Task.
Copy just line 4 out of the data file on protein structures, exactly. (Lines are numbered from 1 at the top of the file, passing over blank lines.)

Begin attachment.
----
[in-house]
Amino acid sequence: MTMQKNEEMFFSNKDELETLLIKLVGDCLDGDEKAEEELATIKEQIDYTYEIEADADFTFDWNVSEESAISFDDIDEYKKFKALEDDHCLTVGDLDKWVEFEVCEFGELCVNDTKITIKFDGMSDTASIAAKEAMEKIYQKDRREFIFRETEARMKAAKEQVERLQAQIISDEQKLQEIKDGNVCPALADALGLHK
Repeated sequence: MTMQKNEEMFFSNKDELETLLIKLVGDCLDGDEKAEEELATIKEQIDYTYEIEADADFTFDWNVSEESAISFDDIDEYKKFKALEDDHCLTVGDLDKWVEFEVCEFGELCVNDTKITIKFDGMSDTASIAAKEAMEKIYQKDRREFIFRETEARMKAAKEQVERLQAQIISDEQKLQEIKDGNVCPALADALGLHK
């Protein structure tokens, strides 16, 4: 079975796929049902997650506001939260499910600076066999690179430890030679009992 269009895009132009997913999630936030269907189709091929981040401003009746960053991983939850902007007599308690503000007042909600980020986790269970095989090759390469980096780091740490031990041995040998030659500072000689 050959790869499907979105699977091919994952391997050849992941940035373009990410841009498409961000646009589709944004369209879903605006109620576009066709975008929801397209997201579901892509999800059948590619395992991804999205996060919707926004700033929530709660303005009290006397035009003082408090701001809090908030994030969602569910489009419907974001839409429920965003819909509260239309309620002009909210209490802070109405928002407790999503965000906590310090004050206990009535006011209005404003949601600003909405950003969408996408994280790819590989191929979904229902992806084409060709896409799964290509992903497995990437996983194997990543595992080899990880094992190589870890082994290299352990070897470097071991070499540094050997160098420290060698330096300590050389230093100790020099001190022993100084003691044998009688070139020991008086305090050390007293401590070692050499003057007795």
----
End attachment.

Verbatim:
């Protein structure tokens, strides 16, 4: 079975796929049902997650506001939260499910600076066999690179430890030679009992 269009895009132009997913999630936030269907189709091929981040401003009746960053991983939850902007007599308690503000007042909600980020986790269970095989090759390469980096780091740490031990041995040998030659500072000689 050959790869499907979105699977091919994952391997050849992941940035373009990410841009498409961000646009589709944004369209879903605006109620576009066709975008929801397209997201579901892509999800059948590619395992991804999205996060919707926004700033929530709660303005009290006397035009003082408090701001809090908030994030969602569910489009419907974001839409429920965003819909509260239309309620002009909210209490802070109405928002407790999503965000906590310090004050206990009535006011209005404003949601600003909405950003969408996408994280790819590989191929979904229902992806084409060709896409799964290509992903497995990437996983194997990543595992080899990880094992190589870890082994290299352990070897470097071991070499540094050997160098420290060698330096300590050389230093100790020099001190022993100084003691044998009688070139020991008086305090050390007293401590070692050499003057007795």